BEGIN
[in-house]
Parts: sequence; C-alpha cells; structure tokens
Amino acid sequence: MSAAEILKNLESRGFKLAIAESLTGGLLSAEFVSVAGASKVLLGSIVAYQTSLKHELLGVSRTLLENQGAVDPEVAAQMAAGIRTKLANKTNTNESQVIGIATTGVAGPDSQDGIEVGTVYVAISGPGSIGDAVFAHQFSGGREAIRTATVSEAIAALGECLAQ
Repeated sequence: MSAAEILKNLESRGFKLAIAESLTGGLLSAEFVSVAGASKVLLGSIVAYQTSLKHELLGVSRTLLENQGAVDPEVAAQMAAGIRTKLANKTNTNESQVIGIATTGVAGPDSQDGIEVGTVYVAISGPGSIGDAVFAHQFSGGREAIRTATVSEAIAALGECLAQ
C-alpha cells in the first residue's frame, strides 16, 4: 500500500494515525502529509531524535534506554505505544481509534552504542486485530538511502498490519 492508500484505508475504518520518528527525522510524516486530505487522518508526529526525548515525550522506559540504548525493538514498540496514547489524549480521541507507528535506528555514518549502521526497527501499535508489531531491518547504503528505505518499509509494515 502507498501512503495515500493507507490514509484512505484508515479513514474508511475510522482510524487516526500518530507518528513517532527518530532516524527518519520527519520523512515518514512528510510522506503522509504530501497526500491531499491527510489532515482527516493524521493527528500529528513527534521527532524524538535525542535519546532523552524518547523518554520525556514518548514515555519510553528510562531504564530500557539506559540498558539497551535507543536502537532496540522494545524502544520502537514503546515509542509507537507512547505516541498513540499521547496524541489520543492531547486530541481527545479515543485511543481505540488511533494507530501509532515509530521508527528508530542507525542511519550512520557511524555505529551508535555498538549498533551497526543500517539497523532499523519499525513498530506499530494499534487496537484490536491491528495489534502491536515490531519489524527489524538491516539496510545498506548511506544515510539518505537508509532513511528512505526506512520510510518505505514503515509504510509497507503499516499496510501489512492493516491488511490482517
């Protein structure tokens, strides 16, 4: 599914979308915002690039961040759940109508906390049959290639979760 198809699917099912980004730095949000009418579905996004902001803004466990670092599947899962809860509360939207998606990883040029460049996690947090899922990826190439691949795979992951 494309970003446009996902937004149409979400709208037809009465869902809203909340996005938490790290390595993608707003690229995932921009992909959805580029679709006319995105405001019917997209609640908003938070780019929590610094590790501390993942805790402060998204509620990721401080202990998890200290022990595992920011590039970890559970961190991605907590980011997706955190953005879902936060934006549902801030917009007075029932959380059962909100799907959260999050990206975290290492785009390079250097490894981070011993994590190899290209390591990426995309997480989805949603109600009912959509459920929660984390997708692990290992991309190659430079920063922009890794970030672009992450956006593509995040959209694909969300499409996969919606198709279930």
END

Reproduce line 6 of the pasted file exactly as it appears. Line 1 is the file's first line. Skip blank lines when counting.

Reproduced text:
């Protein structure tokens, strides 16, 4: 599914979308915002690039961040759940109508906390049959290639979760 198809699917099912980004730095949000009418579905996004902001803004466990670092599947899962809860509360939207998606990883040029460049996690947090899922990826190439691949795979992951 494309970003446009996902937004149409979400709208037809009465869902809203909340996005938490790290390595993608707003690229995932921009992909959805580029679709006319995105405001019917997209609640908003938070780019929590610094590790501390993942805790402060998204509620990721401080202990998890200290022990595992920011590039970890559970961190991605907590980011997706955190953005879902936060934006549902801030917009007075029932959380059962909100799907959260999050990206975290290492785009390079250097490894981070011993994590190899290209390591990426995309997480989805949603109600009912959509459920929660984390997708692990290992991309190659430079920063922009890794970030672009992450956006593509995040959209694909969300499409996969919606198709279930």